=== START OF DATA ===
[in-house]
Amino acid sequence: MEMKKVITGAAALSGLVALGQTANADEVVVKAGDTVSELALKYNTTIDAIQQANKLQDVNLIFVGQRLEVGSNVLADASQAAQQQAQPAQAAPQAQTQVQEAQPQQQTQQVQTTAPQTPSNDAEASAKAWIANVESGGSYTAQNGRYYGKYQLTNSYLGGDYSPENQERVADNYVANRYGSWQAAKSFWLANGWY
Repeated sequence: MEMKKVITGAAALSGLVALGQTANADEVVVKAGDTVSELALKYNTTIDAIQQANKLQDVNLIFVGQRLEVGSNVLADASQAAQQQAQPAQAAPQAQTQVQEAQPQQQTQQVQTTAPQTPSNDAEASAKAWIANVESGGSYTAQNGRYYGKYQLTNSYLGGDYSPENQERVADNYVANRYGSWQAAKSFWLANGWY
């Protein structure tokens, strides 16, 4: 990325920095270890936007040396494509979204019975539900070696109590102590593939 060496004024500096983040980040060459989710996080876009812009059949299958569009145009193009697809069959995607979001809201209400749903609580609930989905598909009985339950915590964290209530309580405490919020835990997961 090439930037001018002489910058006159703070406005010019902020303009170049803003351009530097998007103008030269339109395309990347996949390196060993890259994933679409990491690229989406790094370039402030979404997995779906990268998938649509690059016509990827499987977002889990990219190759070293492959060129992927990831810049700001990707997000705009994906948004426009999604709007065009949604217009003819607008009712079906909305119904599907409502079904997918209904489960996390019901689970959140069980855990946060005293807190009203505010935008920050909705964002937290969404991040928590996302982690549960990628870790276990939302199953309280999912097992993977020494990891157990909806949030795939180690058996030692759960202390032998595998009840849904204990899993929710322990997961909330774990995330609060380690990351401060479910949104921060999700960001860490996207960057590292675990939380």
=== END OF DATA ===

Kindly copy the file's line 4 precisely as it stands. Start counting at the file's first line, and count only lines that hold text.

């Protein structure tokens, strides 16, 4: 990325920095270890936007040396494509979204019975539900070696109590102590593939 060496004024500096983040980040060459989710996080876009812009059949299958569009145009193009697809069959995607979001809201209400749903609580609930989905598909009985339950915590964290209530309580405490919020835990997961 090439930037001018002489910058006159703070406005010019902020303009170049803003351009530097998007103008030269339109395309990347996949390196060993890259994933679409990491690229989406790094370039402030979404997995779906990268998938649509690059016509990827499987977002889990990219190759070293492959060129992927990831810049700001990707997000705009994906948004426009999604709007065009949604217009003819607008009712079906909305119904599907409502079904997918209904489960996390019901689970959140069980855990946060005293807190009203505010935008920050909705964002937290969404991040928590996302982690549960990628870790276990939302199953309280999912097992993977020494990891157990909806949030795939180690058996030692759960202390032998595998009840849904204990899993929710322990997961909330774990995330609060380690990351401060479910949104921060999700960001860490996207960057590292675990939380």